A Lifelong Guest, Wherever I Go!

A little background information might help create a context to this. I am a Malayali who was born in Gujarat and is presently living in the city of Bangalore. This might not be a unique situation as there are many like me who might be blessed with a similar life. The reason I say blessed is because for a decent part of my life, I suffered from self-inflicted wounds of confused identity crisis only to later realize that I was living a life that a lot of people could only dream about.
Born in the cosmopolitan city of Vadodara in Gujarat, I did my schooling in a Syrian Catholic school where almost 60 percent of the students were Malayalis. Being a Malayali who didn’t speak Malayalam was not that much of an issue, most of the time, but every now and then there would be a situation that would arise and make me realize how I was a ‘non-Malayali’. One incident that has stayed with me was when a senior priest visiting our school asked all the Malayalis to stand up and identify themselves. When asked which part of Kerala I belonged to, my saying ‘Tellicherry’ instead of ‘Thalasseri’ turned out to be a massive mistake. The visiting priest and the 60 percent that understood my ‘gaffe’ had a good laugh and I was asked to sit down after being said that I was an ‘English-boy’! Being hardly 12 then, I assumed that this was a massively embarrassing mistake and that it would serve me best to never talk about it again.
Later I moved to the small educational town of Vallabh Vidyanagar to join design school. Through the eight years that I spent living there, I slowly but confidently mastered the language of Gujarati so that I would not feel like an alien in unfamiliar territory. But then this town was predominantly Gujarati in its essence and I was quite regularly referred to as a ‘Madrasi’ (a term that generalizes and refers to all South Indians as belonging to the erstwhile royal state of Madras!). All my attempts at explaining that south India today consisted of five different states and that ‘Madras’ wasn’t one of them went in vain.
In 2008, I moved to the city of Bangalore which is well known to be a melting pot of a variety of cultures and peoples. In the beginning it was all fine as long as I met and hung out with ‘migrants’ like myself having a great time in the city. But as time passed, there have been quite a few incidents which forced me to think of ways to make myself feel like a Bangalorean. I have had traffic cops talk to me in Kannada even after I had explained to them that I had trouble understanding the language. This would generally begin after they realized that the address in my driving license was from Gujarat. A lot of people I’ve met during my time here, some of them friends, have pointed out that I was part Gujju – part Mallu and completely origin-less!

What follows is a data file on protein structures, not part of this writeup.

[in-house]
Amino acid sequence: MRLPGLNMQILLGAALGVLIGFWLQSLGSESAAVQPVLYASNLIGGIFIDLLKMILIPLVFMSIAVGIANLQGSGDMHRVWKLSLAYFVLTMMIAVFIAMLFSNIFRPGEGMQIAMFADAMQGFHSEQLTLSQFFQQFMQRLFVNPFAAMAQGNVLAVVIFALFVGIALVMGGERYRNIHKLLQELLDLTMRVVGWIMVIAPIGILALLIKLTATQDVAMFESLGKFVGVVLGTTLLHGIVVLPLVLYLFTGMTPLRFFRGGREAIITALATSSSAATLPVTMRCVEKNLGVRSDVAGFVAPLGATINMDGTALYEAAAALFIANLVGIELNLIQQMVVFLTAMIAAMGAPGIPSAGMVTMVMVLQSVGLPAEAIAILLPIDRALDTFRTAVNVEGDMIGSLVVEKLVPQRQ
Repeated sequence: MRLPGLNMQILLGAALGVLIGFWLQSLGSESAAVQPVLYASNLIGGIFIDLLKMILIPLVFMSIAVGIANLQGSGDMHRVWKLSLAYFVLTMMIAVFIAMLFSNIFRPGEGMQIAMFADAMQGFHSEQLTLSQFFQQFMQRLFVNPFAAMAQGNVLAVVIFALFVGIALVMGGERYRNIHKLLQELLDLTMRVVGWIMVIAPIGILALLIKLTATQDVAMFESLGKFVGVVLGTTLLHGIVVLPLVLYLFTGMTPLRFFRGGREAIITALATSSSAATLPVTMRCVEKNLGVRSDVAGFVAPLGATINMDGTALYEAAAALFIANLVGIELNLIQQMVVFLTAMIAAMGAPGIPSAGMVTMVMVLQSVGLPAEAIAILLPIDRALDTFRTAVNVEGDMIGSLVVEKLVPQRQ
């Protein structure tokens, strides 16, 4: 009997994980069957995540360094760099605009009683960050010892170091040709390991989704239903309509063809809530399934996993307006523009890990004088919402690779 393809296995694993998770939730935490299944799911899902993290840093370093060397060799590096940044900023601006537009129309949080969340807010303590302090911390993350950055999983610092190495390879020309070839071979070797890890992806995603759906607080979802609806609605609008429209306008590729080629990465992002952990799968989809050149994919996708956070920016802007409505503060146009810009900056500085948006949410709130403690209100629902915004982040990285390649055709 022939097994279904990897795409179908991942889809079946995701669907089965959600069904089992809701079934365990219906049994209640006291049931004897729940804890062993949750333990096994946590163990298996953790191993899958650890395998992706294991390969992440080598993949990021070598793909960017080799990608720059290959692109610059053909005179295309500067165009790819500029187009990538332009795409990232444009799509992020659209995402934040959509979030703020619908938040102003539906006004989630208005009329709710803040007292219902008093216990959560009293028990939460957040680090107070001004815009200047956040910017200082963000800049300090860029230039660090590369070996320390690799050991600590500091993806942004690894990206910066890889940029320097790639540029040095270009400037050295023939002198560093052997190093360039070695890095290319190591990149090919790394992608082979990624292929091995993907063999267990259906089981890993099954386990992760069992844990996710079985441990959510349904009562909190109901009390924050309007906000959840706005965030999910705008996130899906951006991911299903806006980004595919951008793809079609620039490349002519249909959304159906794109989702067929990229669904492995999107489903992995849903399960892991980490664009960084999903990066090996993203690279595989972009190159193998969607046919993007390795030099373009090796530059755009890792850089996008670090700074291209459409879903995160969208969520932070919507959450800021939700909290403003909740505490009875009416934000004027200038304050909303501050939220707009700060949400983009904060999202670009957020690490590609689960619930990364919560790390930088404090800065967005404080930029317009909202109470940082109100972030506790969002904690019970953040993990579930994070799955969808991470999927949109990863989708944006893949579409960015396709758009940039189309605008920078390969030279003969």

When visiting my parents in Kerala and as a travel blogger, I make it a point to explore as many new destinations and experiences that the beautiful state has to offer. I have also slowly started learning and speaking as much Malayalam as I can every time I have to interact with a stranger whether it is while asking for directions or for simple tasks like buying groceries there. I admit my grasp over the language can at best be described as amateurish but I am trying. I have an immense admiration and affection for the absolutely stunning state of Kerala but even here I constantly am reminded that I am only a visitor.
From the experiences that I have mentioned here, it probably would be reasonable if you assumed that I hold a lot of contempt for these towns and cities or for the people who made me feel like an outsider wherever I went. This might come as a surprise though that I honestly harbour no such emotion. In the last few years, travel and reading about the travel experiences of others has taught me that I would rather be a part of the larger picture than be harrowed by these insignificant happenings. At best, these experiences have only made me want to know more about why people hold these beliefs and why there are so many lines drawn that separate us.
Over the years, I’ve learnt to enjoy being the guest. A quaint feature of the common man in India is that we really appreciate it when an outsider puts in effort to speak the local language or tries to adhere to some small cultural nuance that showed respect. The popular Indian belief ‘Atithi Devo Bhava’ (Guests are like God) is an absolute reality that is accepted all across this diverse nation. It has become obvious to me now that looking like a visitor putting in an honest attempt at learning the local way is better than trying to fake being a local wherever you go.
This realization has brought about an epic shift in the way I now experience new destinations or even the city that I live in. Exploring my own backyard has become an exhilarating process and surprises thrown up every now and then make it even better. I have even registered myself for a course in spoken Kannada while I try and improve my Malayalam. Everything now is an attempt for the sheer excitement of learning something new rather the result of some desperate need! Another absolutely fascinating development thanks to this realization is that I am now a traveller wherever I am or go and I now look forward to finding something new about every place. It is fantastic being a lifelong guest!


One thought on “A Lifelong Guest, Wherever I Go!

  1. Pingback: S.T Stories: New Year Memory « Manu Kurup

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